Authoritarian and paternalism in Indonesian peasant cooperative

A former plantation workers’ cooperative from the 1950s to the neoliberal era
15 March 2018

This paper examines the dilemmas of a former plantation workers’ cooperative attempting to develop an egalitarian and self-managed agrarian community in the face of persistent military influence in Indonesian’s rural areas.

These dilemmas relate to the question of how the ex-worker community shapes and is shaped by exclusionary politics as their cooperative shifts from a peasant political movement into an instrument of capitalistic relations of production.

The paper focuses on an ex-plantation workers’ cooperative in West Java (Indonesia) which has been struggling since the rise of the socialist movement in the 1950's. At that time, the plantation workers occupied the former colonial rubber plantation and initiated land reform for the subsistence plots of landless households. The rest of the undistributed land was maintained as an independent cooperative, owned and managed by the members under the guidance of the Indonesia Peasant Movement (GTI), a movement inspired by socialist ideology.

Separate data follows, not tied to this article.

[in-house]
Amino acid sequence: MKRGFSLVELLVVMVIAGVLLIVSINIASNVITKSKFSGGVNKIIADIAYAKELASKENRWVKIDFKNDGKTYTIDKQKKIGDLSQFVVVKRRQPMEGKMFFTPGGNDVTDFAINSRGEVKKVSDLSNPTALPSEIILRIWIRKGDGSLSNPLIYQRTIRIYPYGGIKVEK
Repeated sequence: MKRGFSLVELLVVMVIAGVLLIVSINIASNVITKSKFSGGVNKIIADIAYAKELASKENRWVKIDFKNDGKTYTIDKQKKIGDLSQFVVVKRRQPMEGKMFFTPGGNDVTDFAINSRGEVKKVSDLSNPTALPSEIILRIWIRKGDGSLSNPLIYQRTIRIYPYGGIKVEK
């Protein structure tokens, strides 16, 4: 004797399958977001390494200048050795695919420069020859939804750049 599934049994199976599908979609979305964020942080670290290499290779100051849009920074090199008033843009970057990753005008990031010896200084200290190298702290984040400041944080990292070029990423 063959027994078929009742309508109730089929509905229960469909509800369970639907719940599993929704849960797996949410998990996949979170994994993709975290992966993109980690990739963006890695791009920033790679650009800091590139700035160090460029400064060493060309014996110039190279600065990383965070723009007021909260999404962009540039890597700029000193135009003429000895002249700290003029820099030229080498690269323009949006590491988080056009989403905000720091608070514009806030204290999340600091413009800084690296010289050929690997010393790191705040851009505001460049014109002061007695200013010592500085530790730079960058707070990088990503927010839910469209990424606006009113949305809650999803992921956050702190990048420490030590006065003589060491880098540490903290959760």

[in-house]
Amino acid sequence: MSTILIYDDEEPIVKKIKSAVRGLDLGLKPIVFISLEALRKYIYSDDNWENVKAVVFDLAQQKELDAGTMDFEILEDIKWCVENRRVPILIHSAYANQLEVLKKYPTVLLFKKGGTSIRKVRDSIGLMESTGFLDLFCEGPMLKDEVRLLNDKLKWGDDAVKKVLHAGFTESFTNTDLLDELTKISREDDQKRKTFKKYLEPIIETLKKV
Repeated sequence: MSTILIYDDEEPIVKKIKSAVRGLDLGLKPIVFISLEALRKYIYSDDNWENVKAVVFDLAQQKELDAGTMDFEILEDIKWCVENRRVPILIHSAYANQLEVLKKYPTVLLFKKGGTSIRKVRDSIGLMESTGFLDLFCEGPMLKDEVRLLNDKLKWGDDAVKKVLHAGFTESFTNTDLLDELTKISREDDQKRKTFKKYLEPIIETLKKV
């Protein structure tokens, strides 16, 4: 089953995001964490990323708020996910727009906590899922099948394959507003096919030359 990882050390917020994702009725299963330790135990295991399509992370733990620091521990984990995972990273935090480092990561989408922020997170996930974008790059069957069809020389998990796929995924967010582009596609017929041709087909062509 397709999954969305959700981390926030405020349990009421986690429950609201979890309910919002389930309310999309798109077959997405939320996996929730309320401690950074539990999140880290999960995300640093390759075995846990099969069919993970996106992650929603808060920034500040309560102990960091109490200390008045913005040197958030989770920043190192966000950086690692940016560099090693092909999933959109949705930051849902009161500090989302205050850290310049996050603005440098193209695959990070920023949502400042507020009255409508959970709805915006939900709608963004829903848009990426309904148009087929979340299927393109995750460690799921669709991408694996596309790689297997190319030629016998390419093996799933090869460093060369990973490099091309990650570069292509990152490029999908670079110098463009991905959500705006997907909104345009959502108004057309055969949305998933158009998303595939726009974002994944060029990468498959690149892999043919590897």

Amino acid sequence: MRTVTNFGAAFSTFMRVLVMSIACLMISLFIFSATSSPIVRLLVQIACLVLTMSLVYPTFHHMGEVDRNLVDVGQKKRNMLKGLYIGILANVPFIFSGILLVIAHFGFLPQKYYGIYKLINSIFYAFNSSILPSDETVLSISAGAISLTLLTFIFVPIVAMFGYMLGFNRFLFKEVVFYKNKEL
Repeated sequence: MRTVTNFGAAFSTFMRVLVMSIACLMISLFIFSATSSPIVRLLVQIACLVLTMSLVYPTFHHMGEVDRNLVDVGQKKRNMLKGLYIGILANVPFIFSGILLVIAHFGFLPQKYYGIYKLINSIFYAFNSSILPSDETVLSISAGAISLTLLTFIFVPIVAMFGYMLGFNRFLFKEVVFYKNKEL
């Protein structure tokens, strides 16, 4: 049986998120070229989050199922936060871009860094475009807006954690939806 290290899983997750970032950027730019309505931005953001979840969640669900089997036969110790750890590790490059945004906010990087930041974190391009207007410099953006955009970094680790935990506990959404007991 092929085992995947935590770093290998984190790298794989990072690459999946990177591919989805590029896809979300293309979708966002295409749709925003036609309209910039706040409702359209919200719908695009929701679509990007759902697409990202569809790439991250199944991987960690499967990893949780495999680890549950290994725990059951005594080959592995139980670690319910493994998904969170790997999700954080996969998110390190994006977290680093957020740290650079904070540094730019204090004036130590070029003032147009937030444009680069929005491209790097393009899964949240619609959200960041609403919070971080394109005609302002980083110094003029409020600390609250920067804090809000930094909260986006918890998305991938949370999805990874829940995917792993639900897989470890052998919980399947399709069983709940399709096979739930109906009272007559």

In 1965, the political economic context changed abruptly with Suharto’s takeover, the mass killing and persecution of leftist peasant movements and the ensuing 32 years of Indonesia’s ‘New Order’ military regime. Suddenly, political activities vanished with the rise of military influence and the commodity boom in rural areas. After 30 years of successful participation in the rubber market, and a lack of internal political regeneration, the cooperative faces three main dilemmas:

First, there is a technocratic trap, related to the members’ successful campaign for the land titling on private plots, the formalization of the cooperative's leasehold right, and the cooperative bureaucracy’s shift in direction from an egalitarian peasant movement into an instrument of business enlargement. Those traps have led to the emergence of wage labor relations between members and non-members in rubber production.

Second, growing social differences have emerged since the formalisation of land ownership and the mechanism of rubber contract-farming relationship. The contract-farming excludes the landless, and incorporates the land owners and the cooperatives to enlarge the latex supply.

Third, there is a pressing problem of democracy related to the question of internal regeneration in rural area and the continued involvement of the military in Indonesian cooperative organization. Since 1965 the cooperative has tended to avoid political and ideological regeneration, and this in turn propels the young generation into the labor market. Instead of creating egalitarian relations, the cooperative labor force want to access cooperative membership as the guarantee of permanent labor contracts. These dilemmas in wage relations, unequal access to land, and internal organization show how the cooperative, despite its continuing rhetoric of egalitarian relations, has fully integrated itself into capitalistic relations and authoritarian styles of management.

This paper was presented at the Emancipatory Rural Politics Initiative (ERPI) 2018 Conference: "Authoritarian Populism and the Rural World"